I’ve recently completed a week long stint in China and have seen and experienced some very interesting moments relating to the Internet which made wonder how it affects Chinese businesses and startups in particular.
The web is a controversial issue here in China. Not only are numerous overseas websites unavailable here due to government blockages, but connectivity appears — from my short stay here at least — to be highly irregular.
“This event was off the charts”
Gary Vaynerchuk was so impressed with TNW Conference 2016 he paused mid-talk to applaud us.
A fellow TechCrunch Disrupt Beijing attendee came to my aid after seeing me struggle to get online at the show.
“You never know whether you’re on-or offline in China,” he joked before fixing me up with a hack that gave me access Google as though he were tying a shoelace.
Other perspectives and stories of the Internet that I came across during my stay were equally as intriguing.
One entrepreneur recounted how he was forced to send his entire staff home one day after the Internet came to a grinding halt in the office, can you imagine that?
But does, might China’s dodgey Internet have its advantages?
“All Chinese people are hackers,” one expat told me, before going on to explain that this was actually a compliment. “Every man, woman or child that regularly uses the Internet knows how to set up a VPN connection and has the skills to make it work.”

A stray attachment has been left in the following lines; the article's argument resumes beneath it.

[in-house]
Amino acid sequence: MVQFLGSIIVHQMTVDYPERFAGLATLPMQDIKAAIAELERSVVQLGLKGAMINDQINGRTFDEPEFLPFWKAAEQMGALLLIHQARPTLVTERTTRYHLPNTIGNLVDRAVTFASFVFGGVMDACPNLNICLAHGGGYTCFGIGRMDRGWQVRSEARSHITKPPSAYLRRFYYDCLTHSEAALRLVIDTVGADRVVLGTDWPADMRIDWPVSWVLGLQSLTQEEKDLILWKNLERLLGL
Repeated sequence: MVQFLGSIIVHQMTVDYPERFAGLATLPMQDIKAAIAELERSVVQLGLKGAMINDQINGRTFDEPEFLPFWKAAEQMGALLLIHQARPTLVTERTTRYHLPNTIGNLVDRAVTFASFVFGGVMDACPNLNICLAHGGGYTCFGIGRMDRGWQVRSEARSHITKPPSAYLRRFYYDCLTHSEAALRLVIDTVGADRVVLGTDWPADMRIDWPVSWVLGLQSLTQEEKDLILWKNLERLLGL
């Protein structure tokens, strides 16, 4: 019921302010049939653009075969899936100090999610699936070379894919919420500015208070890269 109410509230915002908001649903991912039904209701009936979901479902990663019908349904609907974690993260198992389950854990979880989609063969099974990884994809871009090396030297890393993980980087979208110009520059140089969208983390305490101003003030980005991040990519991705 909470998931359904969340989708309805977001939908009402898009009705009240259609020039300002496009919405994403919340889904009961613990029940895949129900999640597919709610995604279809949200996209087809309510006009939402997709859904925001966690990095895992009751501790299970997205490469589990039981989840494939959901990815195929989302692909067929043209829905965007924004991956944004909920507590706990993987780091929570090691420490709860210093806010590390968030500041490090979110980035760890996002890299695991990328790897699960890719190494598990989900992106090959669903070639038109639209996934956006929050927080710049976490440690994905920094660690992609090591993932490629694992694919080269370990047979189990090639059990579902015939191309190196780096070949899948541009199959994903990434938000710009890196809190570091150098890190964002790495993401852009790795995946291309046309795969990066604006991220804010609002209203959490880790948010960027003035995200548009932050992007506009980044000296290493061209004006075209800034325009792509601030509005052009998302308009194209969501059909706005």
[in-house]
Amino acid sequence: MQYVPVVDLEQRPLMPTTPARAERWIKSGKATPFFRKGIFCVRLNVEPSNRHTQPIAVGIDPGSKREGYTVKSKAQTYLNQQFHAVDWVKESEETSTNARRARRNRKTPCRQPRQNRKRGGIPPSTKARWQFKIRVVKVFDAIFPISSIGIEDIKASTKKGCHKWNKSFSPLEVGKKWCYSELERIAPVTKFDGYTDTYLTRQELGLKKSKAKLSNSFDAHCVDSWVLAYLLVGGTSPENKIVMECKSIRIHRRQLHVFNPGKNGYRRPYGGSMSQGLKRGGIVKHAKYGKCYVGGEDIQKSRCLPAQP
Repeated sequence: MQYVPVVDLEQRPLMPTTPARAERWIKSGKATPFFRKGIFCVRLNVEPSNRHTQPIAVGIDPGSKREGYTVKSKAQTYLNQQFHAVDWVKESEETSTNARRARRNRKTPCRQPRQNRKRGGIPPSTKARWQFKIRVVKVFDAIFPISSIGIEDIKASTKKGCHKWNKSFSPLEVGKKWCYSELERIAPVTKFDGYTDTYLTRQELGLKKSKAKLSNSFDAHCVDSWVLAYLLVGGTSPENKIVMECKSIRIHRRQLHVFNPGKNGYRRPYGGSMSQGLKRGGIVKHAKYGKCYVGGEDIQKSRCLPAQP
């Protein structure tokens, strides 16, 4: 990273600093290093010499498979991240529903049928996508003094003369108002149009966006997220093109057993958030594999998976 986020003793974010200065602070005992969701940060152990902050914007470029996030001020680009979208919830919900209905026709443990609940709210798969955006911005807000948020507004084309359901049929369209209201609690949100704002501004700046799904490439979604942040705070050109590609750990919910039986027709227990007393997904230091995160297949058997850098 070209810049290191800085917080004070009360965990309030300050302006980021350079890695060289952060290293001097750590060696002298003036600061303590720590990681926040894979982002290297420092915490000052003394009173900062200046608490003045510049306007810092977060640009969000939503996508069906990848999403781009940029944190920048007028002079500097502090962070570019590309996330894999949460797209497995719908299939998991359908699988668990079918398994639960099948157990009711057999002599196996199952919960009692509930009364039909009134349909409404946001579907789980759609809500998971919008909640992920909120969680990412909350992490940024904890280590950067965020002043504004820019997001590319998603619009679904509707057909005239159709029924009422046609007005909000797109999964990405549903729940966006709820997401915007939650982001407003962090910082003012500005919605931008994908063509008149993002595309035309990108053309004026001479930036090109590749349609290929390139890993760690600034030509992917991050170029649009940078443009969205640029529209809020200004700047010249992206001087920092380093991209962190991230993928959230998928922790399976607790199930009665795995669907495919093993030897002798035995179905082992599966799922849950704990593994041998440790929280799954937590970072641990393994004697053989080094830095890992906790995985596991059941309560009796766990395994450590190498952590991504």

From my own experience it was the sheer irregularity of the Internet in China — not just at the show — that got at me time and time again.
- I was never able to get my VPN to work at the hotel I stayed
- Throughout the conference, connecting through a VPN, I could receive e-mails but was unable to send them
- I was able to check-in to Tienanmen Square through Foursquare (bad me) without a VPN yet the same connection wouldn’t load Twitter
- Finally, when I was working out of an office in Beijing my VPN work intermittently yet I was able to use Skype and Twitter the entire time, both with or without the VPN
Nobody seems to care that much about these pains, but if you’re like me and are used to a regular working connection — or at least being able to identify a problem when it arise — then you’re likely to find the Internet in China very frustrating!
It leads me to wonder what kind of influence this has on the tech scene in the country. Constantly being distracted by connections not working and sites and services being inaccessible can affect productivity, and take time from focusing on the stuff that really matters.
But, on the other hand, if it makes the Chinese good hackers, it might just be a good thing after all.